During a notorious moment in “Rosemary’s Baby,” Rosemary cries out in alarm, “This is no dream! This is really happening!” And that’s the brilliance of Roman Polanski’s 1968 thriller. He takes what is, admittedly, a pretty ridiculous story about a coven of elderly Satan worshippers on New York’s Upper West Side and makes you think that it’s really happening. His method? He plants the film firmly in the real world, full of struggling actors and annoying neighbors and respected obstetricians.
The idea of the world coming to an end — especially an end caused by human arrogance, stupidity and insecurity — is so ridiculous that you can’t really get the full impact in a drama. No, to really feel the tragedy and loss of the apocalypse, what you need is a comedy.
“The Great Escape” is a great example of the sort of movie you just don’t see anymore: The lighthearted World War II movie. Set in a prisoner of war camp in Germany, the film avoids the sort of gut-wrenching violence or heart-rending drama of movies like “Saving Private Ryan,” “Schindler’s List” or even Quentin Tarantino’s “Inglourious Basterds.”
Modern movies starring the likes of Julia Roberts and Ryan Reynolds have given the very concept of romantic comedy a bad name, but in the right hands, romance plus comedy can be more than amusing or heartwarming. It can be a masterpiece — which brings us to 1960’s “The Apartment.”
It’s difficult, at times, to decipher the tone of Midnight Cowboy. Is it a quirky comedy about a naive wanna be hustler? Yes, sometimes. Is it a dark drama about a man struggling to handle past trauma? Well, depending on what you make of the flashbacks, it may be that too.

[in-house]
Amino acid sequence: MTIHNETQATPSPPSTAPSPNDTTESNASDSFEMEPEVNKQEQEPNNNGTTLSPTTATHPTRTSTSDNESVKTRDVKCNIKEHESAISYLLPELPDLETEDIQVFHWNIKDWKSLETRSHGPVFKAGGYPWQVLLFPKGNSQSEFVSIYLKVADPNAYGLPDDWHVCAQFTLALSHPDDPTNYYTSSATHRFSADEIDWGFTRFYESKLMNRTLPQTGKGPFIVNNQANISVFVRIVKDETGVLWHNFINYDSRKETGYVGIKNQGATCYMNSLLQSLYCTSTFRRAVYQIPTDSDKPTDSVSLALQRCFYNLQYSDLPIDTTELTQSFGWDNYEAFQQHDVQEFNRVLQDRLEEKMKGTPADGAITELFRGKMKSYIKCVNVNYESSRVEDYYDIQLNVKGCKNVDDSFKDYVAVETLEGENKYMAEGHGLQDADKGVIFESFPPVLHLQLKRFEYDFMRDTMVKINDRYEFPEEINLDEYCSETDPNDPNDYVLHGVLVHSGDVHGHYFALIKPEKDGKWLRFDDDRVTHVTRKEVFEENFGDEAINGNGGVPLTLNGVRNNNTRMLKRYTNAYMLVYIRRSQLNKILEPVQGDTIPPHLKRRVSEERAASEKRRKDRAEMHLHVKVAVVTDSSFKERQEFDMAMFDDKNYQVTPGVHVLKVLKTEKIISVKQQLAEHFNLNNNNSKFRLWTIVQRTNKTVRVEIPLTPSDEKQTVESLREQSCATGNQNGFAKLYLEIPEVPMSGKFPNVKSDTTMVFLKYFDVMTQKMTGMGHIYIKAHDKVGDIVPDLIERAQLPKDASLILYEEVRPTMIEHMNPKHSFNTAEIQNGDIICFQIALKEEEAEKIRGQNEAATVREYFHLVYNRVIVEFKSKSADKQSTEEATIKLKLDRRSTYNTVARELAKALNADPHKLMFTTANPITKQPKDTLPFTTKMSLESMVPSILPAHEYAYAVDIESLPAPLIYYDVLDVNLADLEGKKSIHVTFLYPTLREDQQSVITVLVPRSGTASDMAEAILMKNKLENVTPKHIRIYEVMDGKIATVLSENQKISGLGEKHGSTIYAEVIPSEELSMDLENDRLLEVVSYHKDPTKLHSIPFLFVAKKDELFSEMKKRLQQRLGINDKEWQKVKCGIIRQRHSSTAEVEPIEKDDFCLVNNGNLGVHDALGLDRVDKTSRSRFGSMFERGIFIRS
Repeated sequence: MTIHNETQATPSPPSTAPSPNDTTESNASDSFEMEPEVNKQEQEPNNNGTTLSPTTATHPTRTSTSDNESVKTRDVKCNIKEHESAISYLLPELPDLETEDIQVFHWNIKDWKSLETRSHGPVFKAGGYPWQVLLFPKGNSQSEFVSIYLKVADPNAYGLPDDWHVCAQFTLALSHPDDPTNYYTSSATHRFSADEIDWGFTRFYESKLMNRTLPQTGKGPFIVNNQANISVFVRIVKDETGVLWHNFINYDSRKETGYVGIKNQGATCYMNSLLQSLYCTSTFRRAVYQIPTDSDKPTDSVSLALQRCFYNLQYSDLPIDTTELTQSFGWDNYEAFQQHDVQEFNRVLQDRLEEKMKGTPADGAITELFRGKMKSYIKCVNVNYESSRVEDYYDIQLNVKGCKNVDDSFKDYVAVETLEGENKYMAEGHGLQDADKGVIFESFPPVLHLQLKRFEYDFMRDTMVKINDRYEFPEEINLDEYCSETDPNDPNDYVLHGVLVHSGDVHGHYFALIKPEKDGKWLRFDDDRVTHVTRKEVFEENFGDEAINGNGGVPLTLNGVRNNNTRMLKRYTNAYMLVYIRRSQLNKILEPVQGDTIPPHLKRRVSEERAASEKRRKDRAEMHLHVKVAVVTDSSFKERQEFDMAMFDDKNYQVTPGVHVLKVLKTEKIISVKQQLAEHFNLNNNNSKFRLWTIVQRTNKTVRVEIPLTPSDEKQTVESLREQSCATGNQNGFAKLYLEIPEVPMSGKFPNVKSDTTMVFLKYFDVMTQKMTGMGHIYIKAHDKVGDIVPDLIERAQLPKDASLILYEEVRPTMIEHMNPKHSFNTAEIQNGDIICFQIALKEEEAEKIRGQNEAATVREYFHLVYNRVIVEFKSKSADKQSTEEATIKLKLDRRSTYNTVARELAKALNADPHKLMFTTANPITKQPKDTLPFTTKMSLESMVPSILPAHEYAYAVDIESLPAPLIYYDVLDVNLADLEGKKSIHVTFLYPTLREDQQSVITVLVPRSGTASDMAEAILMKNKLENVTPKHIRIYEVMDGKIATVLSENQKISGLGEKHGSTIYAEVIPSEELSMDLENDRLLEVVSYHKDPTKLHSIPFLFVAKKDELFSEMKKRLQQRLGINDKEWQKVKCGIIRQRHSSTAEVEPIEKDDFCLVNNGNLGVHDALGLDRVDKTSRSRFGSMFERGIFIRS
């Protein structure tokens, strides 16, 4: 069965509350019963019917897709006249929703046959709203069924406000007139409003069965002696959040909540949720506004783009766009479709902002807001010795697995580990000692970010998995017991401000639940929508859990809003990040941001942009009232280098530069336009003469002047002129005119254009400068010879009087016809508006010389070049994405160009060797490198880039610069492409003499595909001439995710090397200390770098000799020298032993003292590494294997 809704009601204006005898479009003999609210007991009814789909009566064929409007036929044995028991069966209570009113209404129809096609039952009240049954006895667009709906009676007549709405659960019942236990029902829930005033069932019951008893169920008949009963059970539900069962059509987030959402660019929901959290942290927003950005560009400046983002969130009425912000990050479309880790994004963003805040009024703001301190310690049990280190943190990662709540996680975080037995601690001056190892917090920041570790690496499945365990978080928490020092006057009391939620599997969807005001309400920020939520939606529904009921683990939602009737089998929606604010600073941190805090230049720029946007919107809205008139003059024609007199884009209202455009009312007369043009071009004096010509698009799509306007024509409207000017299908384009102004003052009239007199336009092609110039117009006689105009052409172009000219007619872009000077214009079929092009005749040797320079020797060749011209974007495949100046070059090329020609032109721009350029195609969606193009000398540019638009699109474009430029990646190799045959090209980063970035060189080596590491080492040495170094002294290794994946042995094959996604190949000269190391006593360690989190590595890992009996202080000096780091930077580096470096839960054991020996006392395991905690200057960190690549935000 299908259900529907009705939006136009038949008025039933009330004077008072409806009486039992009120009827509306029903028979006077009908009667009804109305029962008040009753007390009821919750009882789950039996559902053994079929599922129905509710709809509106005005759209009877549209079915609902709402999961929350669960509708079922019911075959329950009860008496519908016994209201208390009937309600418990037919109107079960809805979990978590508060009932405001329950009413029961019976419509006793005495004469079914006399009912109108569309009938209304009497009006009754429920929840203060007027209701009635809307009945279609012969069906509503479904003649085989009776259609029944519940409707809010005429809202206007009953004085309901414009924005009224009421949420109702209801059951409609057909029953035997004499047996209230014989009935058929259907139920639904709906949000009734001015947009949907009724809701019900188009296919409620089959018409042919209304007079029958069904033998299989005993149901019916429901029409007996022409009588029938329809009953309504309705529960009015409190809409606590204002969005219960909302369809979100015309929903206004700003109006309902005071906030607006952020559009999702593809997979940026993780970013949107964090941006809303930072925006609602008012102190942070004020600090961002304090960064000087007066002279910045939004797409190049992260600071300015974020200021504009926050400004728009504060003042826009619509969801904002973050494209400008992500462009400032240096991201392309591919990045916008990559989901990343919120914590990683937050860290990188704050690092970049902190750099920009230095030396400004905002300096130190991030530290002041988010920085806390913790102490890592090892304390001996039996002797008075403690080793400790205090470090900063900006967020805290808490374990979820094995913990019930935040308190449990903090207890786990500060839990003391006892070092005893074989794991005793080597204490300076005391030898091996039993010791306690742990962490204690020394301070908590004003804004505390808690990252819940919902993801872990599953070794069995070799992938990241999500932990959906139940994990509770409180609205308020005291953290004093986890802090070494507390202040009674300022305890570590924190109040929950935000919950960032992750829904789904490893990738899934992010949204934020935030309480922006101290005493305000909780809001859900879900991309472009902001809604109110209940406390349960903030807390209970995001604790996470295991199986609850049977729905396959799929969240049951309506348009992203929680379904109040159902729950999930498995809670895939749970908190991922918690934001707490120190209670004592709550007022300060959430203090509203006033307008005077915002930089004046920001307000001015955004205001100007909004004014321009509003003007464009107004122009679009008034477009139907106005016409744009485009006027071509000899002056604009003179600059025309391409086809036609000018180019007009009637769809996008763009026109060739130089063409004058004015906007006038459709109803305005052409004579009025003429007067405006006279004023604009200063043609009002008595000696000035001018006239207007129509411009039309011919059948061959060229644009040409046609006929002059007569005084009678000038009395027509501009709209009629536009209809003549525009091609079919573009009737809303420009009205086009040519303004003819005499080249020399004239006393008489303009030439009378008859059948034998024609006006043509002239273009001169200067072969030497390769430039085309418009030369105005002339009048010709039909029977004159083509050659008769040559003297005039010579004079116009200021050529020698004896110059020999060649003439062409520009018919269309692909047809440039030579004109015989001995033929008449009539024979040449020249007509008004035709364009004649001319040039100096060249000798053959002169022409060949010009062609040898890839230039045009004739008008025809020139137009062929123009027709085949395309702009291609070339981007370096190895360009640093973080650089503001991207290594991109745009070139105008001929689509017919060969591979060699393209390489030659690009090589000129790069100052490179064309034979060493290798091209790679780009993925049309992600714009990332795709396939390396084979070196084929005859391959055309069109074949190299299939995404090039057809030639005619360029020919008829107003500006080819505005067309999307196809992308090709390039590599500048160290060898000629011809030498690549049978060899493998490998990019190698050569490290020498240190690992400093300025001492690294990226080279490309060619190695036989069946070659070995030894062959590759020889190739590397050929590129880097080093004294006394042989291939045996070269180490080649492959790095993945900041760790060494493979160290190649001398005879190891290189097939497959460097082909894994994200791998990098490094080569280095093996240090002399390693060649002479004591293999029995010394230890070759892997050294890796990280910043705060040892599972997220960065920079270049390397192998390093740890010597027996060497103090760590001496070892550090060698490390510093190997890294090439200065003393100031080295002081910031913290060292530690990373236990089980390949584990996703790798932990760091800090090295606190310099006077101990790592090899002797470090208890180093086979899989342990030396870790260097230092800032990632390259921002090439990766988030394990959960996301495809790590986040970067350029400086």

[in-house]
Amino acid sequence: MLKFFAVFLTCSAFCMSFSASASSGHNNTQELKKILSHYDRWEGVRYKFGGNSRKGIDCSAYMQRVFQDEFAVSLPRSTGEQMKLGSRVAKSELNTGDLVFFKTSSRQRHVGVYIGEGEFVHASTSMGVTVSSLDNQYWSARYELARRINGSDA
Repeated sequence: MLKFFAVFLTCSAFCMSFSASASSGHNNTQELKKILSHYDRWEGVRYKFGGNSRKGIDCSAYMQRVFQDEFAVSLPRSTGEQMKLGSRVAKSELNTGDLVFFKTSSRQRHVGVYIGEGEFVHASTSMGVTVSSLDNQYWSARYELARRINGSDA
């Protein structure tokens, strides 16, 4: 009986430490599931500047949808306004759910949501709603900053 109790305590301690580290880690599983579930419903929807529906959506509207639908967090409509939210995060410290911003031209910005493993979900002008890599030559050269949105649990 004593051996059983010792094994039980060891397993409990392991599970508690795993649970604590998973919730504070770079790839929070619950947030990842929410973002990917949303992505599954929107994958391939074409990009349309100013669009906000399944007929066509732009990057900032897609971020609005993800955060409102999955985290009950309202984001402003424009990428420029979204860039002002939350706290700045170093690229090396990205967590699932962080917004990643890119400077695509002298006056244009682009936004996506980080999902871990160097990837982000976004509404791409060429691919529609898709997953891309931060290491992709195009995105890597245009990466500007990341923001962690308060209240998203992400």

Stanley Kubrick’s futuristic film, which takes place 14 years in the past, is the subject of today’s podcast: 2001: A Space Odyssey. Kubrick made this highly influential film in 1968, a year before he faked the moon landing. (This is something people actually believe.) The plot covers the entire advancement of mankind in what feels like real time. Note, when something has “odyssey” in the title it’s not going to be short.
Alfred Hitchcock’s Psycho stands the test of time as the quintessential psychological thriller for any generation. Considered by many as one of the greatest films of all time, Psycho is set in motion when Marion Crane (Janet Leigh) embezzles $40,000 ($322,483.78 in today’s dollars) so she can start a new life with her boyfriend (John Gavin). Crane is driving through the night to meet her beau, but an onslaught of rain forces her to pull over and spend the night at the Bates Motel. It’s there where she encounters Norman Bates (Anthony Perkins), the sometimes kind and sometimes creepy SPOILER ALERT villain in the film.
The tea party is the most destructive piece of brainwashing in American political history. The tea party is a malicious plot to subvert the American political process. The tea party is out to kill the president of the United States. The preceding sentences aren’t some Leftist rant against the Tea Party, the modern-day conservative political group. It’s just three facts about the tea party in 1962’s The Manchurian Candidate. In the John Frankenheimer (not to be confused with Frankenheimer’s monster) Cold War era thriller, American soldiers are brainwashed by Chinese operatives who program them to think they’re actually at a ladies’ tea party.